Books on Technology

Swipe to Unlock: The Primer on Technology and Business Strategy – (Parth Detroja, Aditya Agashe, Neel Mehta, 2017) 

This is the ultimate guide to the essential concepts of technology and business. It's one of the few product management tools that help product managers expand their horizons and recognise emerging opportunities. The book covers the rationale behind major tech acquisitions to help broaden your perspective, and teaches you how to spot the next big opportunity. 

The Innovator’s Dilemma: When New Technologies Cause Great Firms to Fail – (Clayton M. Christensen, 1997) 

The business world is filled with companies that fail because they stick with the status-quo, rather than investing in new technologies. This book will force you to accept that your product is never truly finished, whilst motivating you to continually adopt new product management tools in order to remain nimble and innovative.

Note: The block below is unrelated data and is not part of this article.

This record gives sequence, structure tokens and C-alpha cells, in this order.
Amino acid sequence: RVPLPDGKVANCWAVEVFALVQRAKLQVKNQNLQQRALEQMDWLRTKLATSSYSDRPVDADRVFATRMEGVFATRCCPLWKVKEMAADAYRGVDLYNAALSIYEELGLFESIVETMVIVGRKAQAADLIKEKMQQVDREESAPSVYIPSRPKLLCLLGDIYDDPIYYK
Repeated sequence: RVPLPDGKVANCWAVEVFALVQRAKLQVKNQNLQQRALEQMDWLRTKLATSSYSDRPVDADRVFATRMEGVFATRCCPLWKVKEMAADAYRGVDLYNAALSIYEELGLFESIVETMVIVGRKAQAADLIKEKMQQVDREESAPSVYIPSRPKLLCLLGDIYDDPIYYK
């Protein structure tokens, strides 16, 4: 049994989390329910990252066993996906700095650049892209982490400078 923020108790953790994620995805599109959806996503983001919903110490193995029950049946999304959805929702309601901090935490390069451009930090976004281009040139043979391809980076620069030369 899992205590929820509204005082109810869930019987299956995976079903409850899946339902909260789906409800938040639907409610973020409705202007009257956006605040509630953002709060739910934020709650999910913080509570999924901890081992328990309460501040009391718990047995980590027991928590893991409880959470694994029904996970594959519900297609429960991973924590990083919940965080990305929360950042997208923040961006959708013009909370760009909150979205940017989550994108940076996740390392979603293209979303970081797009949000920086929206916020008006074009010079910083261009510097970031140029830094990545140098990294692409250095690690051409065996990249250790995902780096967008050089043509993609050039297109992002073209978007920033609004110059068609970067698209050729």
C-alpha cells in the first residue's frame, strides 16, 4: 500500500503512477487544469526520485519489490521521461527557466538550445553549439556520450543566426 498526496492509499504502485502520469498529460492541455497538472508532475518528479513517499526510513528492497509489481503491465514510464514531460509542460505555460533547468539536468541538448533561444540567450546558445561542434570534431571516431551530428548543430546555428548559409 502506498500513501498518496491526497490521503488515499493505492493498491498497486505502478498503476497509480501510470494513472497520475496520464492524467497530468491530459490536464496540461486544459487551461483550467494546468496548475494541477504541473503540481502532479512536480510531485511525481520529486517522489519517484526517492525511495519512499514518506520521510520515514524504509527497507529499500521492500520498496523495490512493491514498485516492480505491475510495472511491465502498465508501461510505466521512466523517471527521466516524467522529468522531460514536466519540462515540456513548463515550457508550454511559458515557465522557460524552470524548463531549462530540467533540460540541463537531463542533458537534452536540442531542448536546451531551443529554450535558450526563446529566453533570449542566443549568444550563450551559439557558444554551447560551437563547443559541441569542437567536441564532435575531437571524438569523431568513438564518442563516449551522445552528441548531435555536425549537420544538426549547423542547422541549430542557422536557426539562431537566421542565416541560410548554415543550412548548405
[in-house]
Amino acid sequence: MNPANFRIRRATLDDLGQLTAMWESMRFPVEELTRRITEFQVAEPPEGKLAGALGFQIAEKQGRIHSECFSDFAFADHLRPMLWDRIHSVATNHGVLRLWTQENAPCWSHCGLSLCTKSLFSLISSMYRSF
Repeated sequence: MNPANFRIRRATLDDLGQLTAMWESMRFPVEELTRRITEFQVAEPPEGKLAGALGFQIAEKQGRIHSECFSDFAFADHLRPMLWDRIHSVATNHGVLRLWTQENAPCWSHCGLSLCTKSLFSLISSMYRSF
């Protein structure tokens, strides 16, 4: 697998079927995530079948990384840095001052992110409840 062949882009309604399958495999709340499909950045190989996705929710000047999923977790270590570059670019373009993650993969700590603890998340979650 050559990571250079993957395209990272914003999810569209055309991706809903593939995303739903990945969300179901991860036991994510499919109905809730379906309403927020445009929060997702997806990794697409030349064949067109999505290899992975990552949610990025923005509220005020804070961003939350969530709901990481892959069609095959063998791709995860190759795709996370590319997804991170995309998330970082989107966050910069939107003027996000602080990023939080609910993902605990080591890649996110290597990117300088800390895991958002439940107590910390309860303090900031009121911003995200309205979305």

Now… Get Reading!

And that’s it for what we think any product manager should be reading. This essential reading list is sure to develop both your existing management skills, and build new ones too. 

Remember, product management is about being strategic, focused and prepared. And being prepared is about knowledge. So, give these books a read and watch your management skills flourish. 

To learn more about being a successful product manager, check out the eight skills we think are worth mastering.